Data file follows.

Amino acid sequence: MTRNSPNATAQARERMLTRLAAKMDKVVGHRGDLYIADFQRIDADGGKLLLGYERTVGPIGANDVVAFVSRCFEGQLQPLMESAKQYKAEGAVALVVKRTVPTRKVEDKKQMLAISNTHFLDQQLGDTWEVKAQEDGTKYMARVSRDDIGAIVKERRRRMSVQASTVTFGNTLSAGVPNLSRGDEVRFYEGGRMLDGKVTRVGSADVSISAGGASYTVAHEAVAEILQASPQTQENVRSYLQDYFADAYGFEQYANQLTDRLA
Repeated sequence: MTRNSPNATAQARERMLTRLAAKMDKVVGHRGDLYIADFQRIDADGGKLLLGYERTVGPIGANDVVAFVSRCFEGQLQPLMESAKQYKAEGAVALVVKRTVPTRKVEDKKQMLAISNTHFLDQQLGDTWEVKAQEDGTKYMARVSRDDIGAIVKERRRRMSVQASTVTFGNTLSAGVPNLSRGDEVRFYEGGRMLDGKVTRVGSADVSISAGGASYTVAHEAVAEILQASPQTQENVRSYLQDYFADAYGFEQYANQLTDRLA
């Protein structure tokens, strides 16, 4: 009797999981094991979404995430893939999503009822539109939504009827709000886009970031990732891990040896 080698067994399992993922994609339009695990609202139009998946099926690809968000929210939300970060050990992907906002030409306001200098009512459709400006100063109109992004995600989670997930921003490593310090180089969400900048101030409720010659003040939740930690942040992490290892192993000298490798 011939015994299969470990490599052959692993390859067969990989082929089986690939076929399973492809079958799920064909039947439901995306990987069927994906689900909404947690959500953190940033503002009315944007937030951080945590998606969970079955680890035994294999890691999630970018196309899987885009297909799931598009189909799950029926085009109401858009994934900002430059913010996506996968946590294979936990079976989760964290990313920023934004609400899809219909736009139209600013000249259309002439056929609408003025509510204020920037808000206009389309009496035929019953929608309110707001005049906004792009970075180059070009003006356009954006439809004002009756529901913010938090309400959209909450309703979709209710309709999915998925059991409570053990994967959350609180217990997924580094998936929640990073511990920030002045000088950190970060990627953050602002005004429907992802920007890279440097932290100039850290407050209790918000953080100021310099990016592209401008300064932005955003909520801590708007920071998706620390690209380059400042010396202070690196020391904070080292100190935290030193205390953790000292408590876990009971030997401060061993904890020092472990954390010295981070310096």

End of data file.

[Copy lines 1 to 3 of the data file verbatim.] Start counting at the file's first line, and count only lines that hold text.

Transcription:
Amino acid sequence: MTRNSPNATAQARERMLTRLAAKMDKVVGHRGDLYIADFQRIDADGGKLLLGYERTVGPIGANDVVAFVSRCFEGQLQPLMESAKQYKAEGAVALVVKRTVPTRKVEDKKQMLAISNTHFLDQQLGDTWEVKAQEDGTKYMARVSRDDIGAIVKERRRRMSVQASTVTFGNTLSAGVPNLSRGDEVRFYEGGRMLDGKVTRVGSADVSISAGGASYTVAHEAVAEILQASPQTQENVRSYLQDYFADAYGFEQYANQLTDRLA
Repeated sequence: MTRNSPNATAQARERMLTRLAAKMDKVVGHRGDLYIADFQRIDADGGKLLLGYERTVGPIGANDVVAFVSRCFEGQLQPLMESAKQYKAEGAVALVVKRTVPTRKVEDKKQMLAISNTHFLDQQLGDTWEVKAQEDGTKYMARVSRDDIGAIVKERRRRMSVQASTVTFGNTLSAGVPNLSRGDEVRFYEGGRMLDGKVTRVGSADVSISAGGASYTVAHEAVAEILQASPQTQENVRSYLQDYFADAYGFEQYANQLTDRLA
């Protein structure tokens, strides 16, 4: 009797999981094991979404995430893939999503009822539109939504009827709000886009970031990732891990040896 080698067994399992993922994609339009695990609202139009998946099926690809968000929210939300970060050990992907906002030409306001200098009512459709400006100063109109992004995600989670997930921003490593310090180089969400900048101030409720010659003040939740930690942040992490290892192993000298490798 011939015994299969470990490599052959692993390859067969990989082929089986690939076929399973492809079958799920064909039947439901995306990987069927994906689900909404947690959500953190940033503002009315944007937030951080945590998606969970079955680890035994294999890691999630970018196309899987885009297909799931598009189909799950029926085009109401858009994934900002430059913010996506996968946590294979936990079976989760964290990313920023934004609400899809219909736009139209600013000249259309002439056929609408003025509510204020920037808000206009389309009496035929019953929608309110707001005049906004792009970075180059070009003006356009954006439809004002009756529901913010938090309400959209909450309703979709209710309709999915998925059991409570053990994967959350609180217990997924580094998936929640990073511990920030002045000088950190970060990627953050602002005004429907992802920007890279440097932290100039850290407050209790918000953080100021310099990016592209401008300064932005955003909520801590708007920071998706620390690209380059400042010396202070690196020391904070080292100190935290030193205390953790000292408590876990009971030997401060061993904890020092472990954390010295981070310096």